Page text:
The Echo


NOVEMBER 30, 2015

When you have a baby in the NICU for a long time, you see things… you hear things… you feel things that are sometimes indescribable. You can’t talk about it. You can’t mention it to anyone. And the mere thought of these things is just so painful… I have never discussed this with anyone and I never shared this story with anyone. It wasn’t something that you just open up and talk about. It happened… and I was there. Altogether, throughout our NICU stay, I was witness to more than a few babies that passed away. I have only opened up to my husband who has been with me through this entire thing. We have been through our own journey.

But even after our NICU stay, our son has taken residence in the PICU. In the year that he has been home from the NICU, we have had about 8 PICU stays. Ranging from three days to a month long stay. I have gotten accustomed to having a bag packed and ready for the hospital every single day. I know the ins and outs of our children’s hospital. I am such a part of that hospital that the cashier and cook in the cafeteria know me by name. lol… but that’s not a bad thing. lol

Aywho… during our time in the PICU, I have been present to one little boy that passed away. And although each baby in the NICU that passed away was difficult to swallow, this little boy’s memory ad the sound of his mother’s cry, will always be engraved in my heart.

Matthew was in isolation back in January 2015. He was fighting off a bad cold that doctors were afraid was RSV. Apparently, unbeknownst to me at the time, RSV (Respiratory syncytial virus) was going around. It was so bad that babies were dying from it. In our isolation section rooms, there were 3 small children fighting off this virus. Matthew was one of them, along with two other little boys three doors down.

I remember it was about 10pm at night. Matthew had been awake coughing all day. He was put on cannula because he just couldn’t get a break. He was having such a hard time breathing. His nurse had come in to do some vitals on Matthew, and when she left, she left both the outer and inner door open. Right outside the door is the nurses’s desk and then the other patient rooms follow down the hall. Altogether in isolation there are 4 rooms.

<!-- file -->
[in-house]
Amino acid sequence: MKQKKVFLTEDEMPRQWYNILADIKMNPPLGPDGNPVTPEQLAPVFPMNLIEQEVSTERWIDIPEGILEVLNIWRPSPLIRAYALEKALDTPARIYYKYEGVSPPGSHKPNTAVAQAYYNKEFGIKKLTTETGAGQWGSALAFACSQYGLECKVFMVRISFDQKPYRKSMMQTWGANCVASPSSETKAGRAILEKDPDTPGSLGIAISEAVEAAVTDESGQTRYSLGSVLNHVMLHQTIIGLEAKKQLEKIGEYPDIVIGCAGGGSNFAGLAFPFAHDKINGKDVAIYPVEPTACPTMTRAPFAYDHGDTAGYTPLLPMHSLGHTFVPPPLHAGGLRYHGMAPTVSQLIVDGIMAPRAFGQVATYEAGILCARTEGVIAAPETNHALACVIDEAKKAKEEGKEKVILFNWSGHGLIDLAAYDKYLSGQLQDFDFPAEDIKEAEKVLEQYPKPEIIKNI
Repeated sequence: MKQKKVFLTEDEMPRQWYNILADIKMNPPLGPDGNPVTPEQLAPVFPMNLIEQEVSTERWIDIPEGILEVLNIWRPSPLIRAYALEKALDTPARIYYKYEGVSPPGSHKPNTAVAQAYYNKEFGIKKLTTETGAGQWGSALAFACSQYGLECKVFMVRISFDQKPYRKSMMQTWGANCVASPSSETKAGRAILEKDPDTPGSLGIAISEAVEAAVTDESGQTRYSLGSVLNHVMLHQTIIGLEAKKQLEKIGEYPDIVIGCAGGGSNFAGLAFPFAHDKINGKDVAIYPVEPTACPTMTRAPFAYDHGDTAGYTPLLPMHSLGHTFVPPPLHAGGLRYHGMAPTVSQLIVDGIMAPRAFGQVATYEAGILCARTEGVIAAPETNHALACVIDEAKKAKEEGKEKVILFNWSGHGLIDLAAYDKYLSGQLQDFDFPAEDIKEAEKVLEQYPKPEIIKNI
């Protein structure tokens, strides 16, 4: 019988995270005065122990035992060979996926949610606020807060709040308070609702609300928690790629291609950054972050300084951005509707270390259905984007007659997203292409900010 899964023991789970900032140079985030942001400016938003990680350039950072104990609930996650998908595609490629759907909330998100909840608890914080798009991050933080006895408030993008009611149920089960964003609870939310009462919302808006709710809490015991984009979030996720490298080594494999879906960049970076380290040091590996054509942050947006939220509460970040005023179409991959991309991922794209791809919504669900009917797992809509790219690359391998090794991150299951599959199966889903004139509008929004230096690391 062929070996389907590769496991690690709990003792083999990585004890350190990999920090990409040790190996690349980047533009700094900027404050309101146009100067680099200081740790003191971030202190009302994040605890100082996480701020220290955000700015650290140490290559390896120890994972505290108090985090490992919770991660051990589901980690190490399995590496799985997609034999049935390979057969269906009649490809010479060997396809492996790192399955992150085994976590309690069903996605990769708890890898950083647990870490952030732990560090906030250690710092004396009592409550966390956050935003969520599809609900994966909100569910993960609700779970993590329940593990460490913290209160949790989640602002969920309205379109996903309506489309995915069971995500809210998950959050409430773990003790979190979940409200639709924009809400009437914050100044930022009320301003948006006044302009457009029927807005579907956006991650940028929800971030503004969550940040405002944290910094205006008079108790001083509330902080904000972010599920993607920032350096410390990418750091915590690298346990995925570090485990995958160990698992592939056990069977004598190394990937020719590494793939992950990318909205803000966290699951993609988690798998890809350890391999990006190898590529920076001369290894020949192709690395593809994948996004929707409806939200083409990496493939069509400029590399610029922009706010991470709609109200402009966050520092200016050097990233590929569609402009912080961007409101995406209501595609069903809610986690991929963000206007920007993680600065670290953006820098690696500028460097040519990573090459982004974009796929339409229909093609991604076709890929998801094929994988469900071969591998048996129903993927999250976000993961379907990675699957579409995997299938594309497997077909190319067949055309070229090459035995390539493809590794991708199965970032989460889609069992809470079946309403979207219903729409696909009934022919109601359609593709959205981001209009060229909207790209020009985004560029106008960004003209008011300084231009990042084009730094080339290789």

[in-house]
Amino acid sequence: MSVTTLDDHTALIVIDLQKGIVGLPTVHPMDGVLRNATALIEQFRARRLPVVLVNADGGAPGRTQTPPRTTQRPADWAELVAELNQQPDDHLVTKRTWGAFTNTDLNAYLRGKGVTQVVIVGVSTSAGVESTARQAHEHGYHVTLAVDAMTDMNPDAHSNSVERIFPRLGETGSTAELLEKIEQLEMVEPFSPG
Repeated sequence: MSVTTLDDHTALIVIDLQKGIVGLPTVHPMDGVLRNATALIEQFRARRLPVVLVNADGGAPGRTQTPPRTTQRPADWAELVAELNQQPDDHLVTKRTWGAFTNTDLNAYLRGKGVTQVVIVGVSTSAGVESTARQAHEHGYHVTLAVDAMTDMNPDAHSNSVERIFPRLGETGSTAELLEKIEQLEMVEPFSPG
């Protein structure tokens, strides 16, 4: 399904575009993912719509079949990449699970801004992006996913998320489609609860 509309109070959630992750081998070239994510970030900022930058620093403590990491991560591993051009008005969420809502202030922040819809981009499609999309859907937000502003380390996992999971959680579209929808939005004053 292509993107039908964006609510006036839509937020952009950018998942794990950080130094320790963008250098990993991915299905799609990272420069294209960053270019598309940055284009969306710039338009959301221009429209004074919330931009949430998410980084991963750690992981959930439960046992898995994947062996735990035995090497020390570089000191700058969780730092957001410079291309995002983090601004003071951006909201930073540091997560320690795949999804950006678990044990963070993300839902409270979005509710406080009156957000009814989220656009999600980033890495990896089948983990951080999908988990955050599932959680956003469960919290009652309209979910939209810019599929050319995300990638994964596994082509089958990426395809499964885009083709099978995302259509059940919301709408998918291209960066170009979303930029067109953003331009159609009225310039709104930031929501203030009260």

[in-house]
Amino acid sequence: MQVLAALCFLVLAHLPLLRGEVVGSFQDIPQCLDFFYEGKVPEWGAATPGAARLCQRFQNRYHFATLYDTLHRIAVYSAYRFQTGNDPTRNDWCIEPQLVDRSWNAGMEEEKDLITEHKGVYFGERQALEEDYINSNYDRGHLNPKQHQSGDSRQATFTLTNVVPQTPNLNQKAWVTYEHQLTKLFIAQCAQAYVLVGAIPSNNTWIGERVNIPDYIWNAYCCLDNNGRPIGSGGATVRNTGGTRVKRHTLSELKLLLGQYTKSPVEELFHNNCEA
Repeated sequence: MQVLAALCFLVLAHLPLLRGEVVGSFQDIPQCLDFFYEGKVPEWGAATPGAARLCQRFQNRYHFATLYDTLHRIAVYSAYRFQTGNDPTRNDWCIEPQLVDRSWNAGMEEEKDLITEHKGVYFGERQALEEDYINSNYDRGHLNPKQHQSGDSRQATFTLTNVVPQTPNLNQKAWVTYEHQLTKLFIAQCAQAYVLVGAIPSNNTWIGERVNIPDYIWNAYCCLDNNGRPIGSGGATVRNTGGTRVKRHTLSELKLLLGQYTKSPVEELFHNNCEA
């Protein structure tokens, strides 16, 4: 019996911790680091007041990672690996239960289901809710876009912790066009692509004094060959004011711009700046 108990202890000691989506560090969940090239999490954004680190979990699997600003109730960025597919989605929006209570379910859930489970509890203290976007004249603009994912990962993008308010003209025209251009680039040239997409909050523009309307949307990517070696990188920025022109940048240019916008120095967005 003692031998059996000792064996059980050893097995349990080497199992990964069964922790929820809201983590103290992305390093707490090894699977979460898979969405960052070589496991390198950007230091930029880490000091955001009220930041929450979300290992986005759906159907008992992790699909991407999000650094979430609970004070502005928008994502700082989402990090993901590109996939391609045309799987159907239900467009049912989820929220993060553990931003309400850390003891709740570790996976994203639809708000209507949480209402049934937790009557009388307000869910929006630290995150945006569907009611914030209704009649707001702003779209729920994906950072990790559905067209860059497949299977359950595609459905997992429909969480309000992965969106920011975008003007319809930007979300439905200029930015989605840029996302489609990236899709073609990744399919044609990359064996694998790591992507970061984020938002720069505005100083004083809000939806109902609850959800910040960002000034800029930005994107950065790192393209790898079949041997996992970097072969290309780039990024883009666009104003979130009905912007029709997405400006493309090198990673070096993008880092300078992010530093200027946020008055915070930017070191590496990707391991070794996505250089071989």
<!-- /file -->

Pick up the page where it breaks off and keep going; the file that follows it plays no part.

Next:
I remember throughout the day I would walk in and out when Matthew was resting just to take a break myself. Reception in Matthew’s room was sitting in a steel box. So I would often run into the hallway just to check emails or text messages. I would pass by Room 2 and there was a mother who was always standing at the bed of her child’s feet. I knew her child was a little boy because of the color of the name on the window. Each child has either a blue or pink name tag with their name on it.  She was constantly sobbing quiet tears. I can tell her child was much sicker than Matthew. I remember the feeling of despair would always come back to me. I remember being in THAT position. I remember what it felt like to see your baby’s life slip away…. I remember.

But one thing I have never experienced… the scream of a mother whose baby is passing away right before her eyes. Her echo… It was a cry so loud. It pierced my ears and punctured my heart. It was a scream so significant that you automatically knew what was happening. Her son was dying. And there was no intervention possible. This mother was alone in this room watching the life of her son slip away from earth. My heart felt so heavy for her. The echo of her cry…. it was so loud…. it was so significant… so full of a pain that I could never imagine. Her son was gone.

All I could do was cry. I looked over at my son at that moment and held his hand. His itty bitty fingers wrapped around my two fingers and I squeezed. His little hand was so warm and so soft. I was so grateful for what I still had. I called out JESUS. In moments like that, there is no sweeter name than Jesus. I prayed He would comfort that mother and the rest of her family. I prayed for peace and strength for her. And I thanked God for keeping my son with me. I thanked God for all the He has done for us and all He will do for us. I praised Him for choosing ME to be his mother and choosing ME to witness these amazing miracles. I just thanked God.

After a while, a nurse and a chaplain escorted the mother out of isolation. They walked passed my room. My room was the last room on the side, so she lifted her head for just a moment as they walked into hallway. The double doors closed behind them. I saw her face. Defeat. Emptiness. She wasn’t crying anymore. Almost as if the staff had to hold her up and help her walk. Life had completely escaped her.

This was the last time that I had ever been present to a child passing. The NICU babies were all difficult. But this one… this little boy… this mother… her cries… her echo…

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